March 14 2019

World’s First Quantum ‘Time Machine’ Defies Laws of Physics

Scientists have built the world’s first time machine – sort of. Lead researcher Dr Gordey Lesovik said by putting scattered…

Scientists have built the world’s first time machine – sort of. Lead researcher Dr Gordey Lesovik said by putting scattered electrons back into their original shape they had effectively created a state which went against the ‘direction of time.

Working with electrons in the bizarre realm of quantum mechanics, they first created the equivalent of a break for a game of pool.

The “balls” scattered and, according to the laws of physics, should have appeared to split in a haphazard way. But researchers managed to make them reform in their original order – looking as if they were turning back time.

Lead researcher Dr Gordey Lesovik, of Moscow’s Laboratory of the Physics of Quantum Information, said: “We have artificially created a state that evolves in a direction opposite to that of the thermodynamic arrow of time.”

His team used a rudimentary quantum computer, which carries information on subatomic particles. He hopes their findings, in journal Scientific Reports, will help improve processing power.

Not quite Dr Who, but even Time Lords had to start somewhere . . .

So how does it work? Well the time machine is actually a rudimentary quantum computer made up of electron qubits.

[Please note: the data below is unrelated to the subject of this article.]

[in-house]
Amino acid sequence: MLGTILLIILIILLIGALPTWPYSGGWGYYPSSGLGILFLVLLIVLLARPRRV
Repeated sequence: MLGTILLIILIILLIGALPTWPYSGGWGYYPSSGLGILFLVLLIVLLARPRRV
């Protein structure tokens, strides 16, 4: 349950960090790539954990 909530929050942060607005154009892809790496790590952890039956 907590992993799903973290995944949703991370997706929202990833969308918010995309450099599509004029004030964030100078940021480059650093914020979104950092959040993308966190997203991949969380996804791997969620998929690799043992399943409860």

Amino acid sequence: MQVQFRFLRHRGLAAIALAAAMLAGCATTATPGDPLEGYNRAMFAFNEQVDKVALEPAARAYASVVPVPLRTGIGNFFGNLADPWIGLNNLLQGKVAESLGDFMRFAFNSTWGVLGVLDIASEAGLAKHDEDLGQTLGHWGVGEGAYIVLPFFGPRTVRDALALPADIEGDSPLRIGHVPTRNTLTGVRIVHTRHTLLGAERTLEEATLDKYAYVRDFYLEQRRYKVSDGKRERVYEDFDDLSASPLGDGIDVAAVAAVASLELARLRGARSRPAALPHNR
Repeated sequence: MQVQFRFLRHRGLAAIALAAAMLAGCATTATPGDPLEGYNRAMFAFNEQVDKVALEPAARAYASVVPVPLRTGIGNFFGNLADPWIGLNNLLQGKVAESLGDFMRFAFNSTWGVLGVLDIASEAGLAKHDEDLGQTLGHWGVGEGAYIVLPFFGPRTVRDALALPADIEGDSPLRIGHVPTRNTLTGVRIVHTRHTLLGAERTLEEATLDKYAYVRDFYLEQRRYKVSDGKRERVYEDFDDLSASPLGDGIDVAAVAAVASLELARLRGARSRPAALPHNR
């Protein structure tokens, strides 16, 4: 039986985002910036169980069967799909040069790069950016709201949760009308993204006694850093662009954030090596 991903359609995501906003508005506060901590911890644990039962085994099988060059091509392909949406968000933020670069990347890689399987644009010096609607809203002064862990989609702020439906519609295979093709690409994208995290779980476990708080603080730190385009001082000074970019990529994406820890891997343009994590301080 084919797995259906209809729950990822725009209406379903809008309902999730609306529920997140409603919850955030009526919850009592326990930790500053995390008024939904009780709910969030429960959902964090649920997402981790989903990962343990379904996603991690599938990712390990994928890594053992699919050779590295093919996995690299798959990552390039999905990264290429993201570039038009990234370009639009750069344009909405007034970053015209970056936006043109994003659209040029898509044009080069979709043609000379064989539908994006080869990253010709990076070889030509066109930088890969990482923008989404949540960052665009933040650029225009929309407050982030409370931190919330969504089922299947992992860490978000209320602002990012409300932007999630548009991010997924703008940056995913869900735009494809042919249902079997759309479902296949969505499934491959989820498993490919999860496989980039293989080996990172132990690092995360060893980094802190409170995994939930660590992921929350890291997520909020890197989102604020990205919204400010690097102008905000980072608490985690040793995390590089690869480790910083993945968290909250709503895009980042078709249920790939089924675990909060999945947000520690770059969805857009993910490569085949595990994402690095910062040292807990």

A qubit is the basic unit of quantum information – a unit that represents one, zero, and both one and zero at the same time.

Researchers ran an “evolution program” which caused the qubits to enter a complicated changing pattern of ones and zeroes. And during this process, the order was lost – like hitting balls at the start of a game of pool.

A separate program then modified the state of this quantum computer so that it evolved backwards, returning from chaos to order. This allowed the qubits to return to their original starting point.

Scientists were able to perform this so-called “time reversal” successfully 85 per cent of the time with two qubits, and had a 50 per cent success rate with three qubits.

The idea was to test out a theory about whether time can reverse itself – at least for a single particle for a fraction of a second.

When scientists observe an electron, they can’t figure out its exact position, but can determine where it’s roughly located.

But over time, it becomes more difficult to tell where that electron is, because the region of space containing it “spreads out.” Or rather, it becomes more “chaotic.”

This increases the uncertainty of the electron’s position – a core principle of Schrodinger’s equation.

The team were able to then calculate the probability of a “smeared out” electron spontaneously “localizing” back to its recent past – travelling through time, in effect.

And it turns out that if you observe 10billion freshly localized electrons every second for 13.7billion years, you’d only see this happen once. And even then, the electron would only travel no more than a ten-billionth of a second into the past.

That’s not ideal, because not being able to predict time-reversal makes the system useless to scientists.

That’s why it’s so important that scientists were able to successfully “reverse time on demand” with a quantum computer. (Read More)